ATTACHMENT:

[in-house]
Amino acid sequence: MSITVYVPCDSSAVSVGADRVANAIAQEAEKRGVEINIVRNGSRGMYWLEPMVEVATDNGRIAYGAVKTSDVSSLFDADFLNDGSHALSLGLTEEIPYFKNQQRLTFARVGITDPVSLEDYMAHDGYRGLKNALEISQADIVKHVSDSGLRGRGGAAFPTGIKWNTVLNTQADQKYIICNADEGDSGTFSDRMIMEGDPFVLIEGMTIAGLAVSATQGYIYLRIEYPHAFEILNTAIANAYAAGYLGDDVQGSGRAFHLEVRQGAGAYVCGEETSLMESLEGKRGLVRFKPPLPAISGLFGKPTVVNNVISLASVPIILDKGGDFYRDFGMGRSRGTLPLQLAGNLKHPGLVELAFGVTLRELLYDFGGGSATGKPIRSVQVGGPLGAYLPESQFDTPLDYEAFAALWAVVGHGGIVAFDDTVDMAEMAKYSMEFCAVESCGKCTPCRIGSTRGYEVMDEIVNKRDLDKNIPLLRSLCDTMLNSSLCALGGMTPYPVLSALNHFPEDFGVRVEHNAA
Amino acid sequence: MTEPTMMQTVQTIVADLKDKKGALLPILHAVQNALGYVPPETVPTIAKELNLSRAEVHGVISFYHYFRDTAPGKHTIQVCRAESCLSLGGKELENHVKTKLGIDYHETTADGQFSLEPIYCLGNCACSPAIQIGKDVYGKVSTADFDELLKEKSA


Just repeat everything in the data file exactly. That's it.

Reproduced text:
[in-house]
Amino acid sequence: MSITVYVPCDSSAVSVGADRVANAIAQEAEKRGVEINIVRNGSRGMYWLEPMVEVATDNGRIAYGAVKTSDVSSLFDADFLNDGSHALSLGLTEEIPYFKNQQRLTFARVGITDPVSLEDYMAHDGYRGLKNALEISQADIVKHVSDSGLRGRGGAAFPTGIKWNTVLNTQADQKYIICNADEGDSGTFSDRMIMEGDPFVLIEGMTIAGLAVSATQGYIYLRIEYPHAFEILNTAIANAYAAGYLGDDVQGSGRAFHLEVRQGAGAYVCGEETSLMESLEGKRGLVRFKPPLPAISGLFGKPTVVNNVISLASVPIILDKGGDFYRDFGMGRSRGTLPLQLAGNLKHPGLVELAFGVTLRELLYDFGGGSATGKPIRSVQVGGPLGAYLPESQFDTPLDYEAFAALWAVVGHGGIVAFDDTVDMAEMAKYSMEFCAVESCGKCTPCRIGSTRGYEVMDEIVNKRDLDKNIPLLRSLCDTMLNSSLCALGGMTPYPVLSALNHFPEDFGVRVEHNAA
Amino acid sequence: MTEPTMMQTVQTIVADLKDKKGALLPILHAVQNALGYVPPETVPTIAKELNLSRAEVHGVISFYHYFRDTAPGKHTIQVCRAESCLSLGGKELENHVKTKLGIDYHETTADGQFSLEPIYCLGNCACSPAIQIGKDVYGKVSTADFDELLKEKSA